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Nature. 2002 Sep 19;419(6904):312-6.

A regulatory cytoplasmic poly(A) polymerase in Caenorhabditis elegans.

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1
Department of Biochemistry, University of Wisconsin-Madison, Madison, Wisconsin 53706, USA.

Abstract

Messenger RNA regulation is a critical mode of controlling gene expression. Regulation of mRNA stability and translation is linked to controls of poly(A) tail length. Poly(A) lengthening can stabilize and translationally activate mRNAs, whereas poly(A) removal can trigger degradation and translational repression. Germline granules (for example, polar granules in flies, P granules in worms) are ribonucleoprotein particles implicated in translational control. Here we report that the Caenorhabditis elegans gene gld-2, a regulator of mitosis/meiosis decision and other germline events, encodes the catalytic moiety of a cytoplasmic poly(A) polymerase (PAP) that is associated with P granules in early embryos. Importantly, the GLD-2 protein sequence has diverged substantially from that of conventional eukaryotic PAPs, and lacks a recognizable RRM (RNA recognition motif)-like domain. GLD-2 has little PAP activity on its own, but is stimulated in vitro by GLD-3. GLD-3 is also a developmental regulator, and belongs to the Bicaudal-C family of RNA binding proteins. We suggest that GLD-2 is the prototype for a class of regulatory cytoplasmic PAPs that are recruited to specific mRNAs by a binding partner, thereby targeting those mRNAs for polyadenylation and increased expression.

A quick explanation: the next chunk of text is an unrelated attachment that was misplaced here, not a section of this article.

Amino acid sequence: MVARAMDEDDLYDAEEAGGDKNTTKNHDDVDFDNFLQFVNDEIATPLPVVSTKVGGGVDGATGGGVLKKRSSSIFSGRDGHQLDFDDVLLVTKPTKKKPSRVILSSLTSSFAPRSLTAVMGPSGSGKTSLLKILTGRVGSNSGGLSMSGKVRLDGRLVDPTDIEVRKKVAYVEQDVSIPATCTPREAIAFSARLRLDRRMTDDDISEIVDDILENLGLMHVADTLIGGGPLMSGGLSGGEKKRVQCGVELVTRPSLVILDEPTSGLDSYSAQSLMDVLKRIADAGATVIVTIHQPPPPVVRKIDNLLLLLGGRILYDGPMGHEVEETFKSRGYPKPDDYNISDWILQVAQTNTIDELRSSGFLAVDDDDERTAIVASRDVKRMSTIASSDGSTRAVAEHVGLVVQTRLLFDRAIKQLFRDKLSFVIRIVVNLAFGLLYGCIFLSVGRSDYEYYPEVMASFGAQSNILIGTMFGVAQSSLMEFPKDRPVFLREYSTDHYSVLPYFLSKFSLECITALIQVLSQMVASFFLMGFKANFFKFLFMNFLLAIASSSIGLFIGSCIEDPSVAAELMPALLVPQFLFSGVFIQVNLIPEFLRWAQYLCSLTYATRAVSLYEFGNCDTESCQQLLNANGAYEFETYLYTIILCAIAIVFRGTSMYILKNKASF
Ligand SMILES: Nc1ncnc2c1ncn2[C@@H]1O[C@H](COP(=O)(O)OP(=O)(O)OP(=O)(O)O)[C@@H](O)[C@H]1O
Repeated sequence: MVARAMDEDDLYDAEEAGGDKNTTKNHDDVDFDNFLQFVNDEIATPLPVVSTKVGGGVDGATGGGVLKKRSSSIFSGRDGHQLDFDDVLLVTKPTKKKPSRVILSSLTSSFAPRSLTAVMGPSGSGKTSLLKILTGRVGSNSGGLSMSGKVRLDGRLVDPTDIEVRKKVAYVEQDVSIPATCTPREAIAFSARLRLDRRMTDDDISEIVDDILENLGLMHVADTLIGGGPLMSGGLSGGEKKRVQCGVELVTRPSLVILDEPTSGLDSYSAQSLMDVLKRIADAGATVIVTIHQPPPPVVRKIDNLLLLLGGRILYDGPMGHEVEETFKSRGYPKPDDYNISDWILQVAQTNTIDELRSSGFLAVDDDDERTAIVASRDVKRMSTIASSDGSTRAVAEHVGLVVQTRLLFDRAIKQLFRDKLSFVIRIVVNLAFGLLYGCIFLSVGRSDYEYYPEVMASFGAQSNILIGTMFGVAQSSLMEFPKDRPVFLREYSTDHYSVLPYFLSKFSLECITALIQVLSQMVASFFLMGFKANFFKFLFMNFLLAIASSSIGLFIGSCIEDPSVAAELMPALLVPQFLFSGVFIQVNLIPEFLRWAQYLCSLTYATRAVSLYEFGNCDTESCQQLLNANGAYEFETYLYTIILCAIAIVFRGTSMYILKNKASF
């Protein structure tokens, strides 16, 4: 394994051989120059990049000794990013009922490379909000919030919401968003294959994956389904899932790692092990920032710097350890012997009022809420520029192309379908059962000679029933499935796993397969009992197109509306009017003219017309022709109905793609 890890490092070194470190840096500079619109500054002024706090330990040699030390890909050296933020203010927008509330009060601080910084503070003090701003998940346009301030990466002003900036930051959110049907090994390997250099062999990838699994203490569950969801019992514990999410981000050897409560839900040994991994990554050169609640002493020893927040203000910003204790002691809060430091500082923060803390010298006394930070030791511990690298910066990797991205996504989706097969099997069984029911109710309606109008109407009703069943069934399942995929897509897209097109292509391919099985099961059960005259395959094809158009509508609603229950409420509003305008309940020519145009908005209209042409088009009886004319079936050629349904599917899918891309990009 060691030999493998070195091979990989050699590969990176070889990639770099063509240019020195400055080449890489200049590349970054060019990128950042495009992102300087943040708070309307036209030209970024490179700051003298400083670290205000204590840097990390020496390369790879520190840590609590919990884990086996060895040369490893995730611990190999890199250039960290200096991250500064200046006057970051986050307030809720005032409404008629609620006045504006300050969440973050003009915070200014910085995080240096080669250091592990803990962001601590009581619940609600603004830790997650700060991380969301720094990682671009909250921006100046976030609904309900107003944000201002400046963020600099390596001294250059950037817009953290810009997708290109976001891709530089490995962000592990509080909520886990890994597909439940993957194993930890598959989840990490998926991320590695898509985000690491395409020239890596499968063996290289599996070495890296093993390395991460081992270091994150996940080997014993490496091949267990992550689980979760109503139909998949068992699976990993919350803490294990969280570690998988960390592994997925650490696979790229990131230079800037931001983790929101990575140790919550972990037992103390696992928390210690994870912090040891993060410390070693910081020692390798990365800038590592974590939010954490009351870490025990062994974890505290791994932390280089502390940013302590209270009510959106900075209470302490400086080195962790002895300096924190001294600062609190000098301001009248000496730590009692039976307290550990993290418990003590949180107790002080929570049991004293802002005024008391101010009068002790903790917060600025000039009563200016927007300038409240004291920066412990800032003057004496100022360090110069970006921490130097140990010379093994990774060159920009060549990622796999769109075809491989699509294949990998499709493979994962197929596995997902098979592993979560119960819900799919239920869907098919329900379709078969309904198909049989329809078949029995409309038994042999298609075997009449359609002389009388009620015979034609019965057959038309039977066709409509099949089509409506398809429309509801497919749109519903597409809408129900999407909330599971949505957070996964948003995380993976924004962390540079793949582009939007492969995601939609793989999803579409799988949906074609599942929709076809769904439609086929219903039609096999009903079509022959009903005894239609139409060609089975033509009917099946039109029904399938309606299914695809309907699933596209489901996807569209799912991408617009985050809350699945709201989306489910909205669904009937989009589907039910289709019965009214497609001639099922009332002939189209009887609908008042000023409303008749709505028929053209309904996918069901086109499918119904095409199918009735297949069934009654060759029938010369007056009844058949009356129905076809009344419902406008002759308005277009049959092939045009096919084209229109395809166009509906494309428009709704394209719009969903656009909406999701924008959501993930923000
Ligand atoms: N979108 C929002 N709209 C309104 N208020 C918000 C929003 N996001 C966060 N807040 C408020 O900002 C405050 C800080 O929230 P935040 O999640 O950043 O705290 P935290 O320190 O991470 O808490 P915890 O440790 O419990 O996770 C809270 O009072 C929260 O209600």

PMID:
12239571
DOI:
10.1038/nature01039
[Indexed for MEDLINE]
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